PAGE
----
Pharmacies filled more than four-billion prescriptions in 2016 in the United States—about 73.6 million in South Carolina—and that number does not account for medications dispensed directly by doctors or hospital staff. With so many new drugs constantly coming onto the market with no clear knowledge of possible side effects, people regularly, and unsurprisingly, suffer injuries from prescription medications. However, the risk of injury increases substantially when medical professionals make errors regarding medication.
If you believe that your doctor or hospital made a mistake regarding your medication and that the mistake resulted in unnecessary harm, you should discuss your concerns with a highly experienced medical malpractice attorney as soon as possible. At the Hughey Law Firm, our lawyers know how to handle complex claims involving medication errors, so please contact us today to learn more about our legal services.
Medical professionals should carefully consider many factors before they write a prescription for medication to a patient. Unfortunately, many doctors do not take the time to cover all of the necessary bases and, therefore, end up prescribing a potentially harmful medicine. In addition, hospital staff can make medication errors that damage the health and safety of patients. The following are only some medication errors that commonly result in injuries:
Not reviewing a patient’s medical history – A medical professional should always carefully and thoroughly review the patient’s medical history before recommending any type of medical treatment. Past or current health conditions may indicate that a certain medication may not work or may harm the patient. Failing to evaluate a patient’s medical history can result in serious harm to the patient if a doctor prescribes the wrong medication.
Not inquiring about possible allergies – In addition to reviewing health conditions, doctors should always ask patients about any known or suspected allergies to certain medications. Drug allergies can cause severe rashes, swelling, breathing problems, or anaphylaxis, which can prove deadly. Many patients who suffer allergic drug reactions require additional (and otherwise unnecessary) medical treatments for the reaction.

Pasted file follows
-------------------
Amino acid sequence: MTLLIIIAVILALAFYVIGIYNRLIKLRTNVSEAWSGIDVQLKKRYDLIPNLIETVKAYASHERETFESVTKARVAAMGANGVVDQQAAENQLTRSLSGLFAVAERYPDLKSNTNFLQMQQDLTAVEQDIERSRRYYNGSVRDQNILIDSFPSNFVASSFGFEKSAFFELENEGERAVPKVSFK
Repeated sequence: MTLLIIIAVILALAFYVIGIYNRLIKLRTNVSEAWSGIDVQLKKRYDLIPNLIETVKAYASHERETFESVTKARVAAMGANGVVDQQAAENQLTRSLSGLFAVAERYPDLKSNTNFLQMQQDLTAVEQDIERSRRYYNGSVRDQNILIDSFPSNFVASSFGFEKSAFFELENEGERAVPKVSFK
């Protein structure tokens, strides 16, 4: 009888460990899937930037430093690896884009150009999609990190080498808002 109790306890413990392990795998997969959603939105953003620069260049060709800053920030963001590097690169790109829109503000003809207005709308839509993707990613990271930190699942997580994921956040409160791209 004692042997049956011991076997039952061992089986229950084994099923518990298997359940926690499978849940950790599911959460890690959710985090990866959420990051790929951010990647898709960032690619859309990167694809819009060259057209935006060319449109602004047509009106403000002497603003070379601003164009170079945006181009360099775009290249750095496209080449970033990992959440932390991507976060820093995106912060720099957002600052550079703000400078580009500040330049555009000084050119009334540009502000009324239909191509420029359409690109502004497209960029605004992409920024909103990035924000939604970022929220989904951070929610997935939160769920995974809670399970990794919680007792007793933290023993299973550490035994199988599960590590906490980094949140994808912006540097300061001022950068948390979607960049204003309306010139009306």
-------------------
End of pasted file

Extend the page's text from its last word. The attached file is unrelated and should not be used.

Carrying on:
Not inquiring about current medications – Medications can often react to one another in adverse ways, so doctors should always carefully consider all current medications that a patient takes. This can include other prescriptions as well as over-the-counter medications or even dietary supplements. A doctor should inform patients about any supplements or medications they should avoid while taking a certain prescription—that may prevent any adverse drug interactions, which can build with time or strike after even a single dose. Serious adverse drug reactions can even threaten patient lives and require additional treatments.
Writing the wrong prescription – Sometimes, a patient will simply receive a prescription with the wrong information and a pharmacy will fill the prescription. This can include writing the wrong prescription for the wrong patient, the wrong dosage, the wrong type of medication altogether, and more. In such cases, a pharmacy may face liability for an error if it filled a prescription that a pharmacist should have identified as incorrect.